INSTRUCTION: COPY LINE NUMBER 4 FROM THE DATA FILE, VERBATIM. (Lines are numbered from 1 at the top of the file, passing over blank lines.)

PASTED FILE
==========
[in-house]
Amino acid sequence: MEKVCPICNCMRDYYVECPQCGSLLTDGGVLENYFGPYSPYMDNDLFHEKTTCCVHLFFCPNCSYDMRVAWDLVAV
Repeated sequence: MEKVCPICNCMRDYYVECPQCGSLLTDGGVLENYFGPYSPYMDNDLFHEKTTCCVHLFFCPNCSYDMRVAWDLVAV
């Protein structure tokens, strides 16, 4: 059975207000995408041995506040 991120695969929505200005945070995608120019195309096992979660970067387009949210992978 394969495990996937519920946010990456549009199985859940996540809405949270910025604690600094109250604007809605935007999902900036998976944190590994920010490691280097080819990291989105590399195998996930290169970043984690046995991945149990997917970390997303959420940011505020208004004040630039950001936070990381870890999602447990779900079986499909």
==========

């Protein structure tokens, strides 16, 4: 059975207000995408041995506040 991120695969929505200005945070995608120019195309096992979660970067387009949210992978 394969495990996937519920946010990456549009199985859940996540809405949270910025604690600094109250604007809605935007999902900036998976944190590994920010490691280097080819990291989105590399195998996930290169970043984690046995991945149990997917970390997303959420940011505020208004004040630039950001936070990381870890999602447990779900079986499909």